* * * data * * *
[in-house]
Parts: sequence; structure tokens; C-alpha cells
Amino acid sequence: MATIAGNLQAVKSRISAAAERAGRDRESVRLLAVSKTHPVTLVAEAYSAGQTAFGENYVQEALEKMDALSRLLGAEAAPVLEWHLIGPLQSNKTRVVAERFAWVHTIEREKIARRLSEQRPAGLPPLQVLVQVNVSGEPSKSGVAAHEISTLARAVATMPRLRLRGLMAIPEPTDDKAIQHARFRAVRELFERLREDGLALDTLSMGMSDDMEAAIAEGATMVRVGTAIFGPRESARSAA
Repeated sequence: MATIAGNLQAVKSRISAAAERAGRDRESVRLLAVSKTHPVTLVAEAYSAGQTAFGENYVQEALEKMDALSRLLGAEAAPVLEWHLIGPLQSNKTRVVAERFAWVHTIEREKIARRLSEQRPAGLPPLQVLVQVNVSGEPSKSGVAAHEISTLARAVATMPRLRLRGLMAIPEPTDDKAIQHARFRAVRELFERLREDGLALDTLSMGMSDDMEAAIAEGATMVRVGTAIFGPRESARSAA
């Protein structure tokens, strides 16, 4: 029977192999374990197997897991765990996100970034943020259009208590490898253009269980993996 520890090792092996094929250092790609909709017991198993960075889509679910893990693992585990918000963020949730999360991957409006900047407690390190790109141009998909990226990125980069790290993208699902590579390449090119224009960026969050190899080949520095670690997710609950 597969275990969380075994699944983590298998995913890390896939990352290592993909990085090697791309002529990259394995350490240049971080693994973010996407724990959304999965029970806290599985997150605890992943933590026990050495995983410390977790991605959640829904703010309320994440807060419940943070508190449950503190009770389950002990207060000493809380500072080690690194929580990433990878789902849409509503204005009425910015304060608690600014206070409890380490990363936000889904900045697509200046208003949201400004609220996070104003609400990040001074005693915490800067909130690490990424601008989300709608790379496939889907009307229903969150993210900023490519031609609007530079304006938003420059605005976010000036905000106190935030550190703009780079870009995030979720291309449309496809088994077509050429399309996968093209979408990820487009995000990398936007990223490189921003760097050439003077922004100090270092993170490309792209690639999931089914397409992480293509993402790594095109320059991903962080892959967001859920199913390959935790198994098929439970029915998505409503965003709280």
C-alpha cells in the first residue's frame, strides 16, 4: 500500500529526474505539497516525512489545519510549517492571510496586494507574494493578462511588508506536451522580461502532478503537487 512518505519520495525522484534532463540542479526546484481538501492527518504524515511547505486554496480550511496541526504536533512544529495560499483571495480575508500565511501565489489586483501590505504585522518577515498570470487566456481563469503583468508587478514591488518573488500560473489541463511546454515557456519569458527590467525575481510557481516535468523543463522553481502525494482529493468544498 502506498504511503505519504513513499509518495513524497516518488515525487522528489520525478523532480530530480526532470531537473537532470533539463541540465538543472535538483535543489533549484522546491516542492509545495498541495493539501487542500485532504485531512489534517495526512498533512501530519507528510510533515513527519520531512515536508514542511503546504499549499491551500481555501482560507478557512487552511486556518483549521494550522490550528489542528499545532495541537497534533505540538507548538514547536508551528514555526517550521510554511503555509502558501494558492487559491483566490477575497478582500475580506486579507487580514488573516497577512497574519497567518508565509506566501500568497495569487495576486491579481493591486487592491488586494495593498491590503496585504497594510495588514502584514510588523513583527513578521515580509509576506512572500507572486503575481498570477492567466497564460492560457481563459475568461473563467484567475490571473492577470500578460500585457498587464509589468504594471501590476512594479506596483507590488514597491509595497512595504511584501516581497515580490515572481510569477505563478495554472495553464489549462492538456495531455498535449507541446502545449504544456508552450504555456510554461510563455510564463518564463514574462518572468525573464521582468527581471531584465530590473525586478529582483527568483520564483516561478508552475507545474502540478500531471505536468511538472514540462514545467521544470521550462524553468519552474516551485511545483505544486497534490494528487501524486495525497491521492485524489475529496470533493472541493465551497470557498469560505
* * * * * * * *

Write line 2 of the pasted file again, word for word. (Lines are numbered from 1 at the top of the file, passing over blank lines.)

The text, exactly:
Parts: sequence; structure tokens; C-alpha cells